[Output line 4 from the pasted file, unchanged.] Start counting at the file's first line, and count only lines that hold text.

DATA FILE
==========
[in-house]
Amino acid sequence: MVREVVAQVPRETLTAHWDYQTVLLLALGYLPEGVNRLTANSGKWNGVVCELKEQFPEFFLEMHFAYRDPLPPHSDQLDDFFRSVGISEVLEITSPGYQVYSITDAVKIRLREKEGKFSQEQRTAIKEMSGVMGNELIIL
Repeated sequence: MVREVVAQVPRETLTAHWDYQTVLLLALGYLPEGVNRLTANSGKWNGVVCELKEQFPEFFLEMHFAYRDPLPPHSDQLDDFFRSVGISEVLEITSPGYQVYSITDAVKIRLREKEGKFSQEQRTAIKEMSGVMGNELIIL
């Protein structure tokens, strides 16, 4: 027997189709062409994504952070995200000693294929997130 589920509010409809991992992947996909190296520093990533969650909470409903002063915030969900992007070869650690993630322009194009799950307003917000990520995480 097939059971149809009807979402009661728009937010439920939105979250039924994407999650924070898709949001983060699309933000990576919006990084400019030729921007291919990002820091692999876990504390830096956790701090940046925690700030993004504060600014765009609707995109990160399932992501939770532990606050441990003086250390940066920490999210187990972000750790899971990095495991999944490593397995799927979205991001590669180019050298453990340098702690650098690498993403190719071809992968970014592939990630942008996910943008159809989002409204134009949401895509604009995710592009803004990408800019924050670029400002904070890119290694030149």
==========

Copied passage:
């Protein structure tokens, strides 16, 4: 027997189709062409994504952070995200000693294929997130 589920509010409809991992992947996909190296520093990533969650909470409903002063915030969900992007070869650690993630322009194009799950307003917000990520995480 097939059971149809009807979402009661728009937010439920939105979250039924994407999650924070898709949001983060699309933000990576919006990084400019030729921007291919990002820091692999876990504390830096956790701090940046925690700030993004504060600014765009609707995109990160399932992501939770532990606050441990003086250390940066920490999210187990972000750790899971990095495991999944490593397995799927979205991001590669180019050298453990340098702690650098690498993403190719071809992968970014592939990630942008996910943008159809989002409204134009949401895509604009995710592009803004990408800019924050670029400002904070890119290694030149």